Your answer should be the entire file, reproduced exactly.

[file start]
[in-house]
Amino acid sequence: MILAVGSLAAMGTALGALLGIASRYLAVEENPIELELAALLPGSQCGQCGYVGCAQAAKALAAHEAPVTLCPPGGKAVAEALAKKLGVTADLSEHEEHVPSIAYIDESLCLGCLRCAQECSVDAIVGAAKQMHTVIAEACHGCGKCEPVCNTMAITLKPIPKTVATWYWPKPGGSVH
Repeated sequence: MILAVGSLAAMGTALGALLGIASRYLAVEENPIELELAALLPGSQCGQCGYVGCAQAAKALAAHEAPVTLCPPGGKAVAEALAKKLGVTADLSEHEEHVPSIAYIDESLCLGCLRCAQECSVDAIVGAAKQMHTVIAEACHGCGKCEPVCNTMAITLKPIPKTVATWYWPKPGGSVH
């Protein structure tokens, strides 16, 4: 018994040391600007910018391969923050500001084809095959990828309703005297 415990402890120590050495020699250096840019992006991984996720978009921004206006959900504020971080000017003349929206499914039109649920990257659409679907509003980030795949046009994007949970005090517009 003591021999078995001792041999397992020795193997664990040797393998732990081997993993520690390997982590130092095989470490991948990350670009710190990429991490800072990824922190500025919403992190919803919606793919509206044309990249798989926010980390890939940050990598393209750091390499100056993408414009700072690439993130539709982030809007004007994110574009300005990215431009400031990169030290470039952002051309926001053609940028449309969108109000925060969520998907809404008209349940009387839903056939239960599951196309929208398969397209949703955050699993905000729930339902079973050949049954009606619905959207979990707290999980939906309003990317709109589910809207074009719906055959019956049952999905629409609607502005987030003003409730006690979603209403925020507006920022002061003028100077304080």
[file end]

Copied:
[in-house]
Amino acid sequence: MILAVGSLAAMGTALGALLGIASRYLAVEENPIELELAALLPGSQCGQCGYVGCAQAAKALAAHEAPVTLCPPGGKAVAEALAKKLGVTADLSEHEEHVPSIAYIDESLCLGCLRCAQECSVDAIVGAAKQMHTVIAEACHGCGKCEPVCNTMAITLKPIPKTVATWYWPKPGGSVH
Repeated sequence: MILAVGSLAAMGTALGALLGIASRYLAVEENPIELELAALLPGSQCGQCGYVGCAQAAKALAAHEAPVTLCPPGGKAVAEALAKKLGVTADLSEHEEHVPSIAYIDESLCLGCLRCAQECSVDAIVGAAKQMHTVIAEACHGCGKCEPVCNTMAITLKPIPKTVATWYWPKPGGSVH
């Protein structure tokens, strides 16, 4: 018994040391600007910018391969923050500001084809095959990828309703005297 415990402890120590050495020699250096840019992006991984996720978009921004206006959900504020971080000017003349929206499914039109649920990257659409679907509003980030795949046009994007949970005090517009 003591021999078995001792041999397992020795193997664990040797393998732990081997993993520690390997982590130092095989470490991948990350670009710190990429991490800072990824922190500025919403992190919803919606793919509206044309990249798989926010980390890939940050990598393209750091390499100056993408414009700072690439993130539709982030809007004007994110574009300005990215431009400031990169030290470039952002051309926001053609940028449309969108109000925060969520998907809404008209349940009387839903056939239960599951196309929208398969397209949703955050699993905000729930339902079973050949049954009606619905959207979990707290999980939906309003990317709109589910809207074009719906055959019956049952999905629409609607502005987030003003409730006690979603209403925020507006920022002061003028100077304080």